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When a divorce turns into child abuse

During divorce, many items need to be decided and agreed upon, such as the division of assets, alimony, child support and child custody. Unfortunately, it is not entirely uncommon for emotions to get heated between soon-to-be ex-spouses. Because of these heated emotions, there are times when Missouri courts must intervene. But, this also means that one spouse may try to paint the other spouse in a negative light to convince the court to decide in their favor. Psychologist, Ira Turkat, has theorized this abnormal behavior to be something called, "Malicious Mother Syndrome."

It is important to note that this term has not been recognized as a mental disorder, but is merely a pattern of abnormal behaviors, which can be attributed to either spouse. These acts of desperation are done to make one parent look bad, and may lead to a child being negatively affected by the deprivation of their basic necessities or negative information about one or both of their parents.

The four criteria for Malicious Parent Syndrome are attempts to separate or alienate a child from one spouse, denying a child communication or visitations with the other parent, telling lies about one parent to the child in an effort to draw the child to one side and the proof that no mental disorders are causing the guilty parent from behaving this way.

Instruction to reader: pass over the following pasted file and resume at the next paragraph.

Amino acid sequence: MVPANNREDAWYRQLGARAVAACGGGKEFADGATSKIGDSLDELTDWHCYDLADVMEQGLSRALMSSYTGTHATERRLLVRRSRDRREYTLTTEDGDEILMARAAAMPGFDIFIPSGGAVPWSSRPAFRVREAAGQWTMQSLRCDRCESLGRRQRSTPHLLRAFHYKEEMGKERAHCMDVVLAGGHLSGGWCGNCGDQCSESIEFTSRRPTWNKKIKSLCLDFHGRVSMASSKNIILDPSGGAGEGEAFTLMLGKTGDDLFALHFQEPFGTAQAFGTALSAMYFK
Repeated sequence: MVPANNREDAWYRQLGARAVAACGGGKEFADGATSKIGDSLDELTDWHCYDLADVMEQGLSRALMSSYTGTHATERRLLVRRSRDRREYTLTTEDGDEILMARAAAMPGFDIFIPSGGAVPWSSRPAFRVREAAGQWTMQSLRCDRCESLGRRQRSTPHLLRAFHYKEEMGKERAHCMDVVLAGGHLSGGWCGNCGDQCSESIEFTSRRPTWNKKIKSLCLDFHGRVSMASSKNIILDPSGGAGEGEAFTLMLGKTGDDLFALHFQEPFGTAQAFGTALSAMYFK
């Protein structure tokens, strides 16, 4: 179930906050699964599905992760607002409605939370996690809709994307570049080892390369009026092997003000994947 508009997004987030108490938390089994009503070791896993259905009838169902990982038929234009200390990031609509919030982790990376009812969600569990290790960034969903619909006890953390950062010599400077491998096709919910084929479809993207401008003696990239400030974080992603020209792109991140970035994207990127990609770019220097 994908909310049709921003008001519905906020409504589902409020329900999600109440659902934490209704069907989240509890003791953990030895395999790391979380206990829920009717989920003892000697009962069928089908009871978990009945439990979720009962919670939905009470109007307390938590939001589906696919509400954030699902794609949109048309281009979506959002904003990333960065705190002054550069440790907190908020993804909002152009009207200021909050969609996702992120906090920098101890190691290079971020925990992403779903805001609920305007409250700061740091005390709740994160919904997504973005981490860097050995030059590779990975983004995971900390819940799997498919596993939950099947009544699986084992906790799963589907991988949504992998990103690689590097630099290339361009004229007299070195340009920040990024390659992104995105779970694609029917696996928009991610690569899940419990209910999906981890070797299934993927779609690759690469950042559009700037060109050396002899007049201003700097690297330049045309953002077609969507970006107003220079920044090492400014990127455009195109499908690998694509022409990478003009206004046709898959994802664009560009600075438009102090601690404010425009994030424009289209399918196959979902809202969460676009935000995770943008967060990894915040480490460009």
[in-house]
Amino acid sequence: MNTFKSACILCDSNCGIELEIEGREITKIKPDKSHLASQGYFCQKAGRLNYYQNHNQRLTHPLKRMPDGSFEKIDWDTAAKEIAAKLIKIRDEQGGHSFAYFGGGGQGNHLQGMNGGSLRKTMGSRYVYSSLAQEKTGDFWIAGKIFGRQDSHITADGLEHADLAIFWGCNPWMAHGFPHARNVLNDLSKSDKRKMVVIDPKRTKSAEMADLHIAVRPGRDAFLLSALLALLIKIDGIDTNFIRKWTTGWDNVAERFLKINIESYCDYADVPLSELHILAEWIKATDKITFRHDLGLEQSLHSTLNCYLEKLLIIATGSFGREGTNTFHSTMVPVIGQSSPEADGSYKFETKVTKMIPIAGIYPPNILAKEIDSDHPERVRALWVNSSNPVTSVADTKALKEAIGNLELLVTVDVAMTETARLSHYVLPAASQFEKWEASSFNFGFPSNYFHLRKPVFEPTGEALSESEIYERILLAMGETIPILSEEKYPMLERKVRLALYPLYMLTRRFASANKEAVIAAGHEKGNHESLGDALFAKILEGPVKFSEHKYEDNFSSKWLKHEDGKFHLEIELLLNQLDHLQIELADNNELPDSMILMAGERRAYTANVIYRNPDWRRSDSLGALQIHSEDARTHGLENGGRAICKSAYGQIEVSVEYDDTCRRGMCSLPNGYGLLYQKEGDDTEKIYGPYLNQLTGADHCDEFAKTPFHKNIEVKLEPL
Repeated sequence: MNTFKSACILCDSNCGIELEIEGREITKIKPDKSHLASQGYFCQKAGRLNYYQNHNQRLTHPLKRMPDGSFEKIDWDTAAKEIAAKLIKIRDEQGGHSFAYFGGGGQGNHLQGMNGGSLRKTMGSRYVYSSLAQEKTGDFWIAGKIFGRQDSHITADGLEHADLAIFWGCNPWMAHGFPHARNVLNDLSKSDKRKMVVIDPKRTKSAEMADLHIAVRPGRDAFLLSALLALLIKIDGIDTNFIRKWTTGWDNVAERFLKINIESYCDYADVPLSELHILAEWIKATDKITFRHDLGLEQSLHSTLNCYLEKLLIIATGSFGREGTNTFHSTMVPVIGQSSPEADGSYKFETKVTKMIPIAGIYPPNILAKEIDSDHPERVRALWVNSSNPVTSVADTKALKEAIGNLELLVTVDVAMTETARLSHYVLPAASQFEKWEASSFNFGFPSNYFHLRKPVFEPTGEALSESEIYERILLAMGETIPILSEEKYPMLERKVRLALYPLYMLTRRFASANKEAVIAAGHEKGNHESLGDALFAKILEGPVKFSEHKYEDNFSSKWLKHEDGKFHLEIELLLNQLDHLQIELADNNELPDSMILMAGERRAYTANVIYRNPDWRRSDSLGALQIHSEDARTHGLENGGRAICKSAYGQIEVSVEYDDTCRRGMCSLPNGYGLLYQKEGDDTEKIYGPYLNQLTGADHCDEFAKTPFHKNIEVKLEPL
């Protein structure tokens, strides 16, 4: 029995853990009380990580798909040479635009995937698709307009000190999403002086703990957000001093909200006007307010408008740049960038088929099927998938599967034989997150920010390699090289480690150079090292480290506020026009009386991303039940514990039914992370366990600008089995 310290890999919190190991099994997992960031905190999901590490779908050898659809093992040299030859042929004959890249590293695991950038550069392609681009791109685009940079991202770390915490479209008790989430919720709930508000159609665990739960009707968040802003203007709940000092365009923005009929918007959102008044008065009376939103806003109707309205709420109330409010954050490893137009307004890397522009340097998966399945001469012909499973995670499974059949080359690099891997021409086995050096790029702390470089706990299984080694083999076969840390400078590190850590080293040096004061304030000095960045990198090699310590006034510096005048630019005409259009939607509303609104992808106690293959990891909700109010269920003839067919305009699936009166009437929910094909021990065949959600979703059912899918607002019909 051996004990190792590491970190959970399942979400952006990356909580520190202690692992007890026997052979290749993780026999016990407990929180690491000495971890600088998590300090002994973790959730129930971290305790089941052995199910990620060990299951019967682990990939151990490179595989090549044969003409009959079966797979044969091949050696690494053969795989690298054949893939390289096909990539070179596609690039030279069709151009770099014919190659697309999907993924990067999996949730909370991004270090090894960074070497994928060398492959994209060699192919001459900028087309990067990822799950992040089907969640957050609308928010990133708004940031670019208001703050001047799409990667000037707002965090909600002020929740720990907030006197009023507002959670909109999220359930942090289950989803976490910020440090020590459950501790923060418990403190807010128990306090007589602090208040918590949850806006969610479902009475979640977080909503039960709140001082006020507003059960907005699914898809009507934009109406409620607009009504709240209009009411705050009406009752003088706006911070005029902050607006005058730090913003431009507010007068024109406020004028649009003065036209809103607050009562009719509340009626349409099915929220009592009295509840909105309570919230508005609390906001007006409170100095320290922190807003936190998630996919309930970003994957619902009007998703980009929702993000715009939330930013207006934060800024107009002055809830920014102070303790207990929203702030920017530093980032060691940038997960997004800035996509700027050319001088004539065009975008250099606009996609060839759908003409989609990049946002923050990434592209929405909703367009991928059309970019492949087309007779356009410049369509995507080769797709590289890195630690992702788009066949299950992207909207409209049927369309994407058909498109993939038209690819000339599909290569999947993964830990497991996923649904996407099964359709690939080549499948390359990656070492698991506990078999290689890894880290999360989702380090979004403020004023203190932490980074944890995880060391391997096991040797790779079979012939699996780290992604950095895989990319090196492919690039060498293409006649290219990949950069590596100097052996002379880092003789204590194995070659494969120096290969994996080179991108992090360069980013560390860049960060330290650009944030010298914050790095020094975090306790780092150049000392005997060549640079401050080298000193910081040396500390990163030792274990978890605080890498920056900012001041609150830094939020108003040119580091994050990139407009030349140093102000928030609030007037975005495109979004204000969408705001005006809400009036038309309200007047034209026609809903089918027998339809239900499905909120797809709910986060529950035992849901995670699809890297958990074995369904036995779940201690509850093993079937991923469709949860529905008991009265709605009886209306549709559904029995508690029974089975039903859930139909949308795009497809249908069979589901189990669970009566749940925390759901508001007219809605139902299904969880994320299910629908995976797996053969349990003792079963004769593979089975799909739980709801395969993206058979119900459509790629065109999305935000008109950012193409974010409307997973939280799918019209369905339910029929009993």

Acting in this behavior is often illegal. As a result, it may lead to claims of child abuse, defamation or violations of court ordered visitation rights. Being found guilty of such acts may also affect previous court ordered decisions or pending decision, such as legal custody arrangements. It is important to be aware of such actions and take the appropriate precautions and measures to protect not only yourself, but the well-being of your child or children.

Source: FindLaw.com, "What Is 'Malicious Mother Syndrome'?," accessed on April 26, 2016

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Joseph J. Porzenski
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